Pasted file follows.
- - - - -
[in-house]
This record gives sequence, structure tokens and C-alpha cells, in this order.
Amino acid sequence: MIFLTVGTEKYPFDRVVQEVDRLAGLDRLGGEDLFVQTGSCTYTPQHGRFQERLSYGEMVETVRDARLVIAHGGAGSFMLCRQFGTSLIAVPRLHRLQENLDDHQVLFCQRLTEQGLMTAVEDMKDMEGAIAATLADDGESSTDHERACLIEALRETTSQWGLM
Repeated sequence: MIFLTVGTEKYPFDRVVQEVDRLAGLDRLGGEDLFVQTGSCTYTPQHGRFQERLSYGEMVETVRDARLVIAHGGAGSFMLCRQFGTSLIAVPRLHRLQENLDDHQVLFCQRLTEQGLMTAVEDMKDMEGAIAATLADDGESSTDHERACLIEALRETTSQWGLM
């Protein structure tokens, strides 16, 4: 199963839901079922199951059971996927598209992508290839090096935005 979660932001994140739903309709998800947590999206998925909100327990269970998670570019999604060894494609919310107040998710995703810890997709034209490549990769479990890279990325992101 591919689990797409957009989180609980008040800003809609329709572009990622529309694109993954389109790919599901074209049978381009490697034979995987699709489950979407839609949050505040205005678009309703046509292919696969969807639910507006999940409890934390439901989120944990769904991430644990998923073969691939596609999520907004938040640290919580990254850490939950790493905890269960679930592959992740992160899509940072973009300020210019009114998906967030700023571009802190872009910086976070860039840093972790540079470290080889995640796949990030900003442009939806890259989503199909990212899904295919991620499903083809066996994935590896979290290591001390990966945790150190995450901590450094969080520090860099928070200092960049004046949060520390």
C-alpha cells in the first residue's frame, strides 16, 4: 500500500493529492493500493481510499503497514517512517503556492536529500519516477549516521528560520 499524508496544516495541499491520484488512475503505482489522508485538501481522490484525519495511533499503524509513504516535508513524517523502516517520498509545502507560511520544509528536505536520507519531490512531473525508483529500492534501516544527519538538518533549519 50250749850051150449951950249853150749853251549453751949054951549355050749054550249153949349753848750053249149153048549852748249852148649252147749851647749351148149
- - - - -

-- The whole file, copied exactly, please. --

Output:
[in-house]
This record gives sequence, structure tokens and C-alpha cells, in this order.
Amino acid sequence: MIFLTVGTEKYPFDRVVQEVDRLAGLDRLGGEDLFVQTGSCTYTPQHGRFQERLSYGEMVETVRDARLVIAHGGAGSFMLCRQFGTSLIAVPRLHRLQENLDDHQVLFCQRLTEQGLMTAVEDMKDMEGAIAATLADDGESSTDHERACLIEALRETTSQWGLM
Repeated sequence: MIFLTVGTEKYPFDRVVQEVDRLAGLDRLGGEDLFVQTGSCTYTPQHGRFQERLSYGEMVETVRDARLVIAHGGAGSFMLCRQFGTSLIAVPRLHRLQENLDDHQVLFCQRLTEQGLMTAVEDMKDMEGAIAATLADDGESSTDHERACLIEALRETTSQWGLM
């Protein structure tokens, strides 16, 4: 199963839901079922199951059971996927598209992508290839090096935005 979660932001994140739903309709998800947590999206998925909100327990269970998670570019999604060894494609919310107040998710995703810890997709034209490549990769479990890279990325992101 591919689990797409957009989180609980008040800003809609329709572009990622529309694109993954389109790919599901074209049978381009490697034979995987699709489950979407839609949050505040205005678009309703046509292919696969969807639910507006999940409890934390439901989120944990769904991430644990998923073969691939596609999520907004938040640290919580990254850490939950790493905890269960679930592959992740992160899509940072973009300020210019009114998906967030700023571009802190872009910086976070860039840093972790540079470290080889995640796949990030900003442009939806890259989503199909990212899904295919991620499903083809066996994935590896979290290591001390990966945790150190995450901590450094969080520090860099928070200092960049004046949060520390």
C-alpha cells in the first residue's frame, strides 16, 4: 500500500493529492493500493481510499503497514517512517503556492536529500519516477549516521528560520 499524508496544516495541499491520484488512475503505482489522508485538501481522490484525519495511533499503524509513504516535508513524517523502516517520498509545502507560511520544509528536505536520507519531490512531473525508483529500492534501516544527519538538518533549519 50250749850051150449951950249853150749853251549453751949054951549355050749054550249153949349753848750053249149153048549852748249852148649252147749851647749351148149